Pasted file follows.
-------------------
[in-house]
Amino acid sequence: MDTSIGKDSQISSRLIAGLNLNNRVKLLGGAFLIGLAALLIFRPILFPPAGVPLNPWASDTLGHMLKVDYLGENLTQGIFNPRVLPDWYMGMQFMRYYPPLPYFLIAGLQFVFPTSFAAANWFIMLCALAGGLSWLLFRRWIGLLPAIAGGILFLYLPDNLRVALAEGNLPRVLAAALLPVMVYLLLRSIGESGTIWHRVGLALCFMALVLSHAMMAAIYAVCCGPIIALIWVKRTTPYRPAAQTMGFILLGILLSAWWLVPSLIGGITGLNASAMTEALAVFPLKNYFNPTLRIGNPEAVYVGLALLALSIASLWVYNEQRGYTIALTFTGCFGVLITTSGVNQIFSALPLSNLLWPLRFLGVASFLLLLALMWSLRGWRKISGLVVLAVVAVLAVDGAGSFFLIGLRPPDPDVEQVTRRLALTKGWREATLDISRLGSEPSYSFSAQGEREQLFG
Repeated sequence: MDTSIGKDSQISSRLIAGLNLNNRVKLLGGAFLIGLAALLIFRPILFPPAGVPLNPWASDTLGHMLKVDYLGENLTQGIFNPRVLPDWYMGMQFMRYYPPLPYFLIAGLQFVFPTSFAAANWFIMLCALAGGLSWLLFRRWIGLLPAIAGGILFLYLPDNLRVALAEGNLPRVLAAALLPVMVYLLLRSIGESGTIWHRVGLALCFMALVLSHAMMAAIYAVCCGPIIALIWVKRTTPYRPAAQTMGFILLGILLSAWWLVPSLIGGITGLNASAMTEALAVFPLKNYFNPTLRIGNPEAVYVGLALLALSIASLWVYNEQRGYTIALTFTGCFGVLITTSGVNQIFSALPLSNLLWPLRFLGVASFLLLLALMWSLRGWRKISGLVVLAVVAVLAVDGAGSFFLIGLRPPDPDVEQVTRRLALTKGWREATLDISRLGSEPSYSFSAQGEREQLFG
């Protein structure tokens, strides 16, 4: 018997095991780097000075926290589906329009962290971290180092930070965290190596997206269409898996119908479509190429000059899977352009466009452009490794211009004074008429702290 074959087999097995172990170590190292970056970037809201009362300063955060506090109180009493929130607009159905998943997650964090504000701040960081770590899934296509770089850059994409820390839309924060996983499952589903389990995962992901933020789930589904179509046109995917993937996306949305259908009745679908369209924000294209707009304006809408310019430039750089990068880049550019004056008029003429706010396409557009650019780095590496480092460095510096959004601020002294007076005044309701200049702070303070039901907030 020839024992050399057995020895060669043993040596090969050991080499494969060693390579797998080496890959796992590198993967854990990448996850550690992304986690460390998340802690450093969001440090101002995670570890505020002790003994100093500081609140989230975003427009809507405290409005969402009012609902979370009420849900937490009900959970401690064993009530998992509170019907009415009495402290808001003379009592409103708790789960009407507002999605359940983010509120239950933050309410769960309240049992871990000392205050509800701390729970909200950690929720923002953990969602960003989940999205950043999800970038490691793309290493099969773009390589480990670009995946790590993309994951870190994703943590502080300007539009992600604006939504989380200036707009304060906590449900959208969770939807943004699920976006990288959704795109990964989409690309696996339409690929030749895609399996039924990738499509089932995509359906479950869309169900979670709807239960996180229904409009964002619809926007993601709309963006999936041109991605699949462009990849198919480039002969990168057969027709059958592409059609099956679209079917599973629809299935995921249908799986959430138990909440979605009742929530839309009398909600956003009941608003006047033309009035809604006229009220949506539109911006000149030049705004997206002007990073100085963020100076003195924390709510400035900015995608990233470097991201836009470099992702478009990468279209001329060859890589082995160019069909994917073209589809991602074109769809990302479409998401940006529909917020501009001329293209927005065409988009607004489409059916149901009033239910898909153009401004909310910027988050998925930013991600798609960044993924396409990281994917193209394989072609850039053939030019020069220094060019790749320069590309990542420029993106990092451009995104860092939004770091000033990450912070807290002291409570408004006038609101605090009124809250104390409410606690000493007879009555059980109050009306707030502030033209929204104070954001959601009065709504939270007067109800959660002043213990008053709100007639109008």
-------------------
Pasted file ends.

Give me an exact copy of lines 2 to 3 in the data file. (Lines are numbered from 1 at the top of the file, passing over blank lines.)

Amino acid sequence: MDTSIGKDSQISSRLIAGLNLNNRVKLLGGAFLIGLAALLIFRPILFPPAGVPLNPWASDTLGHMLKVDYLGENLTQGIFNPRVLPDWYMGMQFMRYYPPLPYFLIAGLQFVFPTSFAAANWFIMLCALAGGLSWLLFRRWIGLLPAIAGGILFLYLPDNLRVALAEGNLPRVLAAALLPVMVYLLLRSIGESGTIWHRVGLALCFMALVLSHAMMAAIYAVCCGPIIALIWVKRTTPYRPAAQTMGFILLGILLSAWWLVPSLIGGITGLNASAMTEALAVFPLKNYFNPTLRIGNPEAVYVGLALLALSIASLWVYNEQRGYTIALTFTGCFGVLITTSGVNQIFSALPLSNLLWPLRFLGVASFLLLLALMWSLRGWRKISGLVVLAVVAVLAVDGAGSFFLIGLRPPDPDVEQVTRRLALTKGWREATLDISRLGSEPSYSFSAQGEREQLFG
Repeated sequence: MDTSIGKDSQISSRLIAGLNLNNRVKLLGGAFLIGLAALLIFRPILFPPAGVPLNPWASDTLGHMLKVDYLGENLTQGIFNPRVLPDWYMGMQFMRYYPPLPYFLIAGLQFVFPTSFAAANWFIMLCALAGGLSWLLFRRWIGLLPAIAGGILFLYLPDNLRVALAEGNLPRVLAAALLPVMVYLLLRSIGESGTIWHRVGLALCFMALVLSHAMMAAIYAVCCGPIIALIWVKRTTPYRPAAQTMGFILLGILLSAWWLVPSLIGGITGLNASAMTEALAVFPLKNYFNPTLRIGNPEAVYVGLALLALSIASLWVYNEQRGYTIALTFTGCFGVLITTSGVNQIFSALPLSNLLWPLRFLGVASFLLLLALMWSLRGWRKISGLVVLAVVAVLAVDGAGSFFLIGLRPPDPDVEQVTRRLALTKGWREATLDISRLGSEPSYSFSAQGEREQLFG